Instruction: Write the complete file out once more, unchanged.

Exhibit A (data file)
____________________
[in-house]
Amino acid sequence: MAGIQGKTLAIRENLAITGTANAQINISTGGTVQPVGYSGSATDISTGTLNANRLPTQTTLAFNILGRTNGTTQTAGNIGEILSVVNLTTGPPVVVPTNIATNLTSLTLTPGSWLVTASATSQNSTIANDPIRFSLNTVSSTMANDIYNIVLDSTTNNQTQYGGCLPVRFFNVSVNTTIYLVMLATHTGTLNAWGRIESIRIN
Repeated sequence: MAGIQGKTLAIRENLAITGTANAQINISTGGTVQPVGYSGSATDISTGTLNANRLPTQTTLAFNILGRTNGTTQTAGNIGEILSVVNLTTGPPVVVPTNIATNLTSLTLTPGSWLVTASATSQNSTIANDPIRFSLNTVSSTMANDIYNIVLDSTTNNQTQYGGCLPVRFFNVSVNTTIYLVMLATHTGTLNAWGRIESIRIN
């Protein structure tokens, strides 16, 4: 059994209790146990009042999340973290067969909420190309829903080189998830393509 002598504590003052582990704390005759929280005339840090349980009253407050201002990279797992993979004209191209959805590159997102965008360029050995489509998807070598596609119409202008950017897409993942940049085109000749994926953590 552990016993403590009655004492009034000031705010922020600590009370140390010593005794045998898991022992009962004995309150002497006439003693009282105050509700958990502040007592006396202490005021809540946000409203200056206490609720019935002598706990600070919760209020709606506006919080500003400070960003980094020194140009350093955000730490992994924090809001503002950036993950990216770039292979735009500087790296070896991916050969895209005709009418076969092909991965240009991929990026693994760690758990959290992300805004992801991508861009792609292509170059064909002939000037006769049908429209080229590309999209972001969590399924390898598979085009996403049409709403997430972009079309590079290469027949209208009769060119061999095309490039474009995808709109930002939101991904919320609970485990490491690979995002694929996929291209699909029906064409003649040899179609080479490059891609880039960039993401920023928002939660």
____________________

[in-house]
Amino acid sequence: MAGIQGKTLAIRENLAITGTANAQINISTGGTVQPVGYSGSATDISTGTLNANRLPTQTTLAFNILGRTNGTTQTAGNIGEILSVVNLTTGPPVVVPTNIATNLTSLTLTPGSWLVTASATSQNSTIANDPIRFSLNTVSSTMANDIYNIVLDSTTNNQTQYGGCLPVRFFNVSVNTTIYLVMLATHTGTLNAWGRIESIRIN
Repeated sequence: MAGIQGKTLAIRENLAITGTANAQINISTGGTVQPVGYSGSATDISTGTLNANRLPTQTTLAFNILGRTNGTTQTAGNIGEILSVVNLTTGPPVVVPTNIATNLTSLTLTPGSWLVTASATSQNSTIANDPIRFSLNTVSSTMANDIYNIVLDSTTNNQTQYGGCLPVRFFNVSVNTTIYLVMLATHTGTLNAWGRIESIRIN
């Protein structure tokens, strides 16, 4: 059994209790146990009042999340973290067969909420190309829903080189998830393509 002598504590003052582990704390005759929280005339840090349980009253407050201002990279797992993979004209191209959805590159997102965008360029050995489509998807070598596609119409202008950017897409993942940049085109000749994926953590 552990016993403590009655004492009034000031705010922020600590009370140390010593005794045998898991022992009962004995309150002497006439003693009282105050509700958990502040007592006396202490005021809540946000409203200056206490609720019935002598706990600070919760209020709606506006919080500003400070960003980094020194140009350093955000730490992994924090809001503002950036993950990216770039292979735009500087790296070896991916050969895209005709009418076969092909991965240009991929990026693994760690758990959290992300805004992801991508861009792609292509170059064909002939000037006769049908429209080229590309999209972001969590399924390898598979085009996403049409709403997430972009079309590079290469027949209208009769060119061999095309490039474009995808709109930002939101991904919320609970485990490491690979995002694929996929291209699909029906064409003649040899179609080479490059891609880039960039993401920023928002939660």